These are harder to digest and will upset your stomach even further.

Instead, have something small, light, and dry, such as some crackers or plain bread.

Drinking water will keep you hydrated, as well as help to cool you down.

Drinking also helps to regulate your breathing and slow your heart rate, two of the things that cause nausea.

Having a healthier diet overall is beneficial to your mental and physical health, and can reduce the effects of anxiety nausea in the long-term.

Exercise

It might sound counterintuitive to exercise while you’re feeling nauseous, given that it raises your heart rate and can worsen an upset stomach.

However, getting some light exercise if you’re starting to experience anxiety nausea is an effective means of heading off the symptoms.

While going for a run is probably ill-advised, light exercise such as stretches or a walk can loosen your muscles, get rid of pent-up energy, and regulate the amount of adrenaline your body produces.

Rest

Sleep matters, and developing a good sleep routine can massively improve your physical and mental health.

While anxiety can make it difficult to get good rest, over time it will be easier to stick to a set sleeping pattern.

This will have some great results, helping to lessen your anxiety and improve how your body deals with stress-related nausea.

While these are some great ways to manage anxiety and reduce feelings of nausea, there aren’t really any quick fixes to make you feel better straight away.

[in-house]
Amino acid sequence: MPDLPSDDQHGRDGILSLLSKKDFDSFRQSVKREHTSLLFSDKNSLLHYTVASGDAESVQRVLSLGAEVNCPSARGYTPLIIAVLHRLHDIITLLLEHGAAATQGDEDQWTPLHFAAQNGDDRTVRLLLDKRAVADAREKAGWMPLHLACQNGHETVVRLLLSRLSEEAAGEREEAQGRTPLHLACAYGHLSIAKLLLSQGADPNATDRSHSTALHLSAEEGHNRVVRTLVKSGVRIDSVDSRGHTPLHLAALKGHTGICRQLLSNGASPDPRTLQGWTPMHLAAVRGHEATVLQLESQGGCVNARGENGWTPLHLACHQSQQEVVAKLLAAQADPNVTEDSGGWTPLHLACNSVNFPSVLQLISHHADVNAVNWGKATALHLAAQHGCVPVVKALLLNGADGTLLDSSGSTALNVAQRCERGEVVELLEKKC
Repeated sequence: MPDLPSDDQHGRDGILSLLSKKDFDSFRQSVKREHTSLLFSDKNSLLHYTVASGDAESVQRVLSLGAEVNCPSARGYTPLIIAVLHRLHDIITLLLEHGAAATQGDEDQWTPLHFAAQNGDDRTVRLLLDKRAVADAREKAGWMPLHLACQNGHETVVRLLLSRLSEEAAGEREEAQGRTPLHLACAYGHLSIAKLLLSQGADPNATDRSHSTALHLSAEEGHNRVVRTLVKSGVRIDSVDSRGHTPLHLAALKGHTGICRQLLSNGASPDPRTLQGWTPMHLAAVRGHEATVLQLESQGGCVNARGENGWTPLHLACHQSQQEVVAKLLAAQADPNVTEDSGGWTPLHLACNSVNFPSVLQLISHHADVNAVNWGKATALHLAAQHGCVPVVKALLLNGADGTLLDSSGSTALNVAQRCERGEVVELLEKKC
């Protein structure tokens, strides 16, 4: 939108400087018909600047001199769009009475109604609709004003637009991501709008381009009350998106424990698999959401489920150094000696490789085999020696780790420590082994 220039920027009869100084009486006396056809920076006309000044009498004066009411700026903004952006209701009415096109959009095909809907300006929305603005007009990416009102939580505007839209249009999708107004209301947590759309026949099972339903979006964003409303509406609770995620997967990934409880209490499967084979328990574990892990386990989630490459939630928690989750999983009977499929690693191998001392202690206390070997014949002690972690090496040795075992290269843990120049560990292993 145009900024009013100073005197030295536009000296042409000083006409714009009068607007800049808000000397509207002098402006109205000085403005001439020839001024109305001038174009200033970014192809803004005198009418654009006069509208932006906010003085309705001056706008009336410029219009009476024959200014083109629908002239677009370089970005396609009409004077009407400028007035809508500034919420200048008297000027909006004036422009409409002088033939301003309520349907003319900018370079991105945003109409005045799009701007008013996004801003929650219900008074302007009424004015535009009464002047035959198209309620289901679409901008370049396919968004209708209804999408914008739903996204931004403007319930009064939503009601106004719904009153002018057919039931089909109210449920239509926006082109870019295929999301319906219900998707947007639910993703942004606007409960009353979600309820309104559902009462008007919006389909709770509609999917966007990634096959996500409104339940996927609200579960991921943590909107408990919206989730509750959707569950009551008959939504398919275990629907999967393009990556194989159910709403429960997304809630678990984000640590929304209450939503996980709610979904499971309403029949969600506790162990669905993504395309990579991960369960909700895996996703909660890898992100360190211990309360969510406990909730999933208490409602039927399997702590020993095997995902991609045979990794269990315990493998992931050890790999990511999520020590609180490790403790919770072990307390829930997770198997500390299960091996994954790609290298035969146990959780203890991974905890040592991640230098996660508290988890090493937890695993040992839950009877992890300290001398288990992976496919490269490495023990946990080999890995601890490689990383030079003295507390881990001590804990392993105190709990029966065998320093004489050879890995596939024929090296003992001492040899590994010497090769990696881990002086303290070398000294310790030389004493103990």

Many of these, such as healthy eating and a good sleep routine, are more rooted in making you feel better in the long term.

Anxiety won’t just go away with a quick trick, but taking care of yourself at the moment and in the long run will make it easier to stay on top of your anxiety and reduce the effects of anxiety nausea.

Final Thoughts

While feelings of anxiety can make you nauseous and unwell, it doesn’t have to be debilitating.

Anxiety is hard to deal with, but by using some of these methods you can help reduce your anxiety and prevent the feelings of sickness and nausea caused by stress and anxiety.

If you’re concerned about your anxiety, the best thing to do is seek professional help.

Anxiety nausea can be unpleasant, but there are many ways you can reduce its effects and manage your anxiety.

About our Author Michelle Landeros, LMFT license# 115130
Author: Michelle Landeros, LMFT (license:115130)

Michelle Landeros is a Licensed Marriage Family Therapist (LMFT). She is passionate about helping individuals, couples and families thrive.

Last updated: December 2, 2022